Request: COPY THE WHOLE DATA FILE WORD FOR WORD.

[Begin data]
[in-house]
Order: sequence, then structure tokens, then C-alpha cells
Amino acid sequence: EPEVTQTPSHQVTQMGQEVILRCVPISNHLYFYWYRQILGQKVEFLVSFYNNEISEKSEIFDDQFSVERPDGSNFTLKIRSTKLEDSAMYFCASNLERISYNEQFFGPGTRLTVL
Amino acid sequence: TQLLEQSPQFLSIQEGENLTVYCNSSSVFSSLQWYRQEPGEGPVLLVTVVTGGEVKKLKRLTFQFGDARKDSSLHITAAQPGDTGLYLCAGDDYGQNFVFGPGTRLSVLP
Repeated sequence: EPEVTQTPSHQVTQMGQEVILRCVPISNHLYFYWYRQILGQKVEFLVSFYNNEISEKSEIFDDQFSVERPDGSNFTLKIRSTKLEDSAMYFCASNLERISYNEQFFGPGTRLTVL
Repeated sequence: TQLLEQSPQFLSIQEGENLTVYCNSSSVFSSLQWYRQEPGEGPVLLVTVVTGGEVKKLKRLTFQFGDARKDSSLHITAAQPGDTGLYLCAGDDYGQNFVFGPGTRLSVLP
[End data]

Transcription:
[in-house]
Order: sequence, then structure tokens, then C-alpha cells
Amino acid sequence: EPEVTQTPSHQVTQMGQEVILRCVPISNHLYFYWYRQILGQKVEFLVSFYNNEISEKSEIFDDQFSVERPDGSNFTLKIRSTKLEDSAMYFCASNLERISYNEQFFGPGTRLTVL
Amino acid sequence: TQLLEQSPQFLSIQEGENLTVYCNSSSVFSSLQWYRQEPGEGPVLLVTVVTGGEVKKLKRLTFQFGDARKDSSLHITAAQPGDTGLYLCAGDDYGQNFVFGPGTRLSVLP
Repeated sequence: EPEVTQTPSHQVTQMGQEVILRCVPISNHLYFYWYRQILGQKVEFLVSFYNNEISEKSEIFDDQFSVERPDGSNFTLKIRSTKLEDSAMYFCASNLERISYNEQFFGPGTRLTVL
Repeated sequence: TQLLEQSPQFLSIQEGENLTVYCNSSSVFSSLQWYRQEPGEGPVLLVTVVTGGEVKKLKRLTFQFGDARKDSSLHITAAQPGDTGLYLCAGDDYGQNFVFGPGTRLSVLP